• to identify other people's ideas and information used within your essay
  • to inform the reader of your paper where they should look if they want to find the same sources

A citation must appear in two places in your essay (14.19):

  • in the notes (footnotes or endnotes)
  • in the bibliography (at the end of your paper)

To introduce other people's ideas in text, use the following examples:

Richardson argues, refers to, explains, hypothesizes, compares, concludes;
As Littlewood and Sherwin demonstrated, proved, ... etc.

Use Webster's Third New International Dictionary [print] and Merriam-Webster's Collegiate Dictionary [print] for standard spelling references for all Chicago citations (7.1).

You are responsible for the accuracy of all information in your notes and bibliography (13.6).

References in text: footnotes and endnotes (14.14 - 14.60)

In Chicago notes/bibliography style, footnotes or endnotes are used to cite quotes, paraphrases, and other in-text references (14.14-14.60).

  • Footnotes are numbered citations listed at the bottom of each page in the research paper
  • Endnotes are numbered citations listed at the end of the research paper

To cite a source, a small superscript (raised) number is placed after each in-text reference. Throughout the paper, these in-text references are numbered in sequential order (14.20). For example:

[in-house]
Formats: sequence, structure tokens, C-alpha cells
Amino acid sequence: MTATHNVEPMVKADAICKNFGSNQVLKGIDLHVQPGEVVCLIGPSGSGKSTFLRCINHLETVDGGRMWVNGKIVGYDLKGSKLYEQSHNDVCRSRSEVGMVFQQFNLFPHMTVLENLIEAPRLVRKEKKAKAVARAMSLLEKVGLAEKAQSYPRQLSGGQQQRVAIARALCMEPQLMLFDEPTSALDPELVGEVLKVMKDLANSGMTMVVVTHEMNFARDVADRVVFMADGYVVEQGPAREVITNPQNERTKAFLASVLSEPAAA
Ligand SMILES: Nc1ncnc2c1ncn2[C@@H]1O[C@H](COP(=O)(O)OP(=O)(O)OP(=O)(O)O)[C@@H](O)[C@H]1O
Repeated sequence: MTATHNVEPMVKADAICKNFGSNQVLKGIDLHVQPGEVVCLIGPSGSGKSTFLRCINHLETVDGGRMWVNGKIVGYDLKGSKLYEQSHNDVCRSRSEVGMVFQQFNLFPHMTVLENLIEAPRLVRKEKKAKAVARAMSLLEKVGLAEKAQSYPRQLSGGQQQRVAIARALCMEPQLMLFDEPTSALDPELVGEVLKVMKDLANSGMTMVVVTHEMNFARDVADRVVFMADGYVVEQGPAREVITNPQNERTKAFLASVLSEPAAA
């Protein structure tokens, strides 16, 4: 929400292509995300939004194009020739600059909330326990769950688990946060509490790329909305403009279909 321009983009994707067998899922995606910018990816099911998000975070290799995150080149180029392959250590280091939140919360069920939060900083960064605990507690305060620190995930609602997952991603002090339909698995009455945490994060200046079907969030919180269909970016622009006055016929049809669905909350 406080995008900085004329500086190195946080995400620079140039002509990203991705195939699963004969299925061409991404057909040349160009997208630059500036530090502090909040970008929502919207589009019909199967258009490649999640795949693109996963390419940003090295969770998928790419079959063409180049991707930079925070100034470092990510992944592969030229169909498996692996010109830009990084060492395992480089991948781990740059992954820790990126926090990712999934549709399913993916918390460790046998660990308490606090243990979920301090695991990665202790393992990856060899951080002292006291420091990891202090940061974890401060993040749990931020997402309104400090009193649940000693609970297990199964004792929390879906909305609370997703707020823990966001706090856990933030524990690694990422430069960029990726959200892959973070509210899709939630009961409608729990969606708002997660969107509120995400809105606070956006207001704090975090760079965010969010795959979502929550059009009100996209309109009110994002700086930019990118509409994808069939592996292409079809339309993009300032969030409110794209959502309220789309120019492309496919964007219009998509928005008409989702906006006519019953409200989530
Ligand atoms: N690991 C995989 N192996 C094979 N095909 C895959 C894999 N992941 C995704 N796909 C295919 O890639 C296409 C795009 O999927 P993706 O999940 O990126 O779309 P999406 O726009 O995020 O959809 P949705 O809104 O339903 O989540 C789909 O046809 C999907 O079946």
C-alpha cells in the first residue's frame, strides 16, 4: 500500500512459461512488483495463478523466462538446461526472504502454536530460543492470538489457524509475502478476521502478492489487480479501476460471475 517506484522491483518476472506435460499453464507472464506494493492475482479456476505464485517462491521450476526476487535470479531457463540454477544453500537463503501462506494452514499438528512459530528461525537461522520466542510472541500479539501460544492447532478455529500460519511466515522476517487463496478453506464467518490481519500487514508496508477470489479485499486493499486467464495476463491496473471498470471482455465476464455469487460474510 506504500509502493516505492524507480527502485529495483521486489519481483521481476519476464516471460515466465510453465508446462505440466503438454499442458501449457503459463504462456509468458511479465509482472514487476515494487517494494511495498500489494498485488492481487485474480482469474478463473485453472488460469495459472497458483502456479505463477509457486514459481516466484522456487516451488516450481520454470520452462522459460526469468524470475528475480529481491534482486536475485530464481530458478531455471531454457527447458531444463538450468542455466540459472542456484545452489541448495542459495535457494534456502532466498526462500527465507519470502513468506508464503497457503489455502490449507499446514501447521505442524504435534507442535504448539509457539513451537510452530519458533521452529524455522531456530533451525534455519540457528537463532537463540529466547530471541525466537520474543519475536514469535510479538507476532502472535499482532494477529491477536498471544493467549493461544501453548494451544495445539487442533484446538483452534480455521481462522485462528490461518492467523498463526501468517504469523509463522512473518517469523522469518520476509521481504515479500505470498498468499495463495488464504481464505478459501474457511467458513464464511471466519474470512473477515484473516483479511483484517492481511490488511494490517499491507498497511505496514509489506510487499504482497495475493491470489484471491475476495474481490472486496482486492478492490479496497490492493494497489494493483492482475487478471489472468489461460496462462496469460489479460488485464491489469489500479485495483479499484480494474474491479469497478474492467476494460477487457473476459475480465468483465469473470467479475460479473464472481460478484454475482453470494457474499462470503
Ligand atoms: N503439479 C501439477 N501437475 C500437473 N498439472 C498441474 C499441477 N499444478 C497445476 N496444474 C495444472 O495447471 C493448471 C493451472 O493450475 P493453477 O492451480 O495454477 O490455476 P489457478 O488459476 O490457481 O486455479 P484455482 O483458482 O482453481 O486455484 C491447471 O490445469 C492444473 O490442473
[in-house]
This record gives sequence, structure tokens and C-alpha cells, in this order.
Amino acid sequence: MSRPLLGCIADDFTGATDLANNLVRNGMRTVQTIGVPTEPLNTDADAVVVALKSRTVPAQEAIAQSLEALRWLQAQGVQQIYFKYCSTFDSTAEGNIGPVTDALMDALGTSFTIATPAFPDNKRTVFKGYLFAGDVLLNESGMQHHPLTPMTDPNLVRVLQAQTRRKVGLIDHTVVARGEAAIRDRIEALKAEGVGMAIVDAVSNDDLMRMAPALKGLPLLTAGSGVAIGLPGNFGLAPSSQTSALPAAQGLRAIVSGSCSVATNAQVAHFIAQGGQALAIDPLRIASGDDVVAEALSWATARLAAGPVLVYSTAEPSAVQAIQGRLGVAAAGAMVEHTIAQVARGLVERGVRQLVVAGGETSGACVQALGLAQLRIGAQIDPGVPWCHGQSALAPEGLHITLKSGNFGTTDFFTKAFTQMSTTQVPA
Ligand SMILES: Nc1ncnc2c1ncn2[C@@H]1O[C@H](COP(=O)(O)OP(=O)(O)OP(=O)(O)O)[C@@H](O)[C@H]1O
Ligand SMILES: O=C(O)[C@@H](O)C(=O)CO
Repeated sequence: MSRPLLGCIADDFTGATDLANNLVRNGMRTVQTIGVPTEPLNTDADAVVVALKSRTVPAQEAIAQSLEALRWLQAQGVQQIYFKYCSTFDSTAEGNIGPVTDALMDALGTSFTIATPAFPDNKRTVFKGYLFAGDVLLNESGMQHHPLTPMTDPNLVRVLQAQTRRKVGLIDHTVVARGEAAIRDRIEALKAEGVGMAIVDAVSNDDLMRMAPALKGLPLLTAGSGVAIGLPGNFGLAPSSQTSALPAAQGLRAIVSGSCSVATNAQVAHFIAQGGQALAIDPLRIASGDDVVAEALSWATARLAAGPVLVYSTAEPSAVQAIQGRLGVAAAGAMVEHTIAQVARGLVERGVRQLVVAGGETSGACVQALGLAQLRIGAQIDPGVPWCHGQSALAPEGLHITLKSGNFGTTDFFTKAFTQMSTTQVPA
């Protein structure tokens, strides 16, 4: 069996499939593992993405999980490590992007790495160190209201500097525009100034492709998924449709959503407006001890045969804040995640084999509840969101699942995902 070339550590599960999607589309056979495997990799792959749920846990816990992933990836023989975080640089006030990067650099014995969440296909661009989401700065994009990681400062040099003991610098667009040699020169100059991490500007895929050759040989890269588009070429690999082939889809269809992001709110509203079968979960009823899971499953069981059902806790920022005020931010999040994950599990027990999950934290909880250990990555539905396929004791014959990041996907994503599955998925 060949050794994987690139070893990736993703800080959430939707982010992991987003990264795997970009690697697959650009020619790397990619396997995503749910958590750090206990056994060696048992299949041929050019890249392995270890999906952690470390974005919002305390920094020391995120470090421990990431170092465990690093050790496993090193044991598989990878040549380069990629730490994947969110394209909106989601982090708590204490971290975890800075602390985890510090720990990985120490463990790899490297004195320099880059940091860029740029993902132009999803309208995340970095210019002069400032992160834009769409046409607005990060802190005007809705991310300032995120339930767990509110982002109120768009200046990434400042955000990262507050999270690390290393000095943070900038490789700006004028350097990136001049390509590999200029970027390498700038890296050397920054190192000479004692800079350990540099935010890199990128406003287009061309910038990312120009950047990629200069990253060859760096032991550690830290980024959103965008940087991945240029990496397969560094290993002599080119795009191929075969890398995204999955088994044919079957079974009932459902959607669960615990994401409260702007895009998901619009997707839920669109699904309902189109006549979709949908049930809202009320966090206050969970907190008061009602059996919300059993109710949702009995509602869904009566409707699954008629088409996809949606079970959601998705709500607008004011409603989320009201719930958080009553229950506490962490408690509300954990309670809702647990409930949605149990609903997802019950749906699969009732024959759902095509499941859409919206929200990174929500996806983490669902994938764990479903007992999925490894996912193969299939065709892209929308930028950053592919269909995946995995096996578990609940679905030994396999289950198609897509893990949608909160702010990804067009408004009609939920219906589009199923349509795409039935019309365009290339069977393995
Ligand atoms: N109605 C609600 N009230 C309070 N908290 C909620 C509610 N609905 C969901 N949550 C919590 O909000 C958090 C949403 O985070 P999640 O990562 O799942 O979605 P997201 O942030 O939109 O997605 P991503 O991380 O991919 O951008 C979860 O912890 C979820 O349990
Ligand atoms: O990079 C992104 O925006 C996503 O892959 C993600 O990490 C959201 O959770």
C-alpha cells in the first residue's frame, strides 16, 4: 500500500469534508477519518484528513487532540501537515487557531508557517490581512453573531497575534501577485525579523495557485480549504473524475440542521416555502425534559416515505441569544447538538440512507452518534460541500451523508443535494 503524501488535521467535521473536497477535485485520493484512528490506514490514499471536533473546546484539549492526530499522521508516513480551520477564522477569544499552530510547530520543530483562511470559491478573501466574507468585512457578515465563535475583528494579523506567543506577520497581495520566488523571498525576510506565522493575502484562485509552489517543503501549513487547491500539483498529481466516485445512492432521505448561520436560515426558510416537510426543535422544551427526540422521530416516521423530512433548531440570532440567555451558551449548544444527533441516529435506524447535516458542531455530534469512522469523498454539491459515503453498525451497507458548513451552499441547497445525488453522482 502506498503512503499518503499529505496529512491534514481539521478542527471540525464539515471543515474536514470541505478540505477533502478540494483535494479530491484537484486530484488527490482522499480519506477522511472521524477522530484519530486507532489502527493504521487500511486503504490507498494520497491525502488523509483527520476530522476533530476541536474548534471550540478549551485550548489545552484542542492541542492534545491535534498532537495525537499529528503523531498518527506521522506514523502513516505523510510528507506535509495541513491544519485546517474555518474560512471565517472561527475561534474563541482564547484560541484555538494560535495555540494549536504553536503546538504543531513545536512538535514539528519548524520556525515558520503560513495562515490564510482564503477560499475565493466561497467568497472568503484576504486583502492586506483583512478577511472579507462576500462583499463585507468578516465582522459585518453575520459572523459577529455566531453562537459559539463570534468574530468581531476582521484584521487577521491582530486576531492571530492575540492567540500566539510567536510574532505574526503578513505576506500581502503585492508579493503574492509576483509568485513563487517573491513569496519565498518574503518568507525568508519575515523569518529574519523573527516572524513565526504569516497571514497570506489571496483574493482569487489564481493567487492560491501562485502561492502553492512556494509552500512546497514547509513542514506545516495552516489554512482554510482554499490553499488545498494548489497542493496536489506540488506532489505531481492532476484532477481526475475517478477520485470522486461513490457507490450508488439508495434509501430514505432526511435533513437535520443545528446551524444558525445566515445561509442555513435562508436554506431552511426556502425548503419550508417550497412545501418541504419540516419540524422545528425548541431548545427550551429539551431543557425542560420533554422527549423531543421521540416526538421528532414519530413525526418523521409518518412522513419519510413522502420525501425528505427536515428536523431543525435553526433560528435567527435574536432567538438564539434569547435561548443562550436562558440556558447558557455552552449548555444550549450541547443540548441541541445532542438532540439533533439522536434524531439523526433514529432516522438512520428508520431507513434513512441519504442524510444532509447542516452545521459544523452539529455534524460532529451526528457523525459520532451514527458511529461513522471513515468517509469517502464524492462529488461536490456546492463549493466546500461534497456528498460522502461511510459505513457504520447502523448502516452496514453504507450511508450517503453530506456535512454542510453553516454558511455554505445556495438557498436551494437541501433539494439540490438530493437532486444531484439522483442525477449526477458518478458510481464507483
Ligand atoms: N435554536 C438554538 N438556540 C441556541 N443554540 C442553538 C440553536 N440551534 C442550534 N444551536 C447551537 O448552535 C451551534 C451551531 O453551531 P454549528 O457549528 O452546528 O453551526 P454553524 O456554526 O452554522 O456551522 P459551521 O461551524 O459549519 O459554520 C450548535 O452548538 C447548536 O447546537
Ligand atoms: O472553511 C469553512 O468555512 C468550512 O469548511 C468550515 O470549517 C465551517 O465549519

Mooney found that "domestic violence has, since the 1970s, been increasingly recognized as a social problem." 1

Each numbered reference then corresponds to a numbered citation in the footnote or endnote that provides author, date, and publication information for each source (14.14). The numbers in the notes are full size, not raised, and followed by a period.

Citations in notes are single-spaced (unless otherwise instructed), but there is a double space between entries. The first line is indented.

References in text (in-text citations): shortened citations (14.29-14.36, 14.108, 14.111, 14.275)

The first in-text reference to a given source must be cited in full with the name of the author/s, title of the work, place of publication, name of the publisher, and page number/s of the cited reference (14.19-14.20). For example:    

1. Jayne Mooney, Gender, Violence and the Social Order (London: Macmillan, 2000). 2.

Subsequent notes for sources that have already been cited may be shortened to the author's last name, abbreviated title, and the appropriate page reference (14.25). For example:

2. Mooney, Gender, 131-32.

Bibliography (14.19 - 14.23; 14.61 - 14.71)

The list of sources at the end of the paper or at the end of the chapter is called the bibliography. This list must include all references cited in the text of your paper (14.62 - 14.71).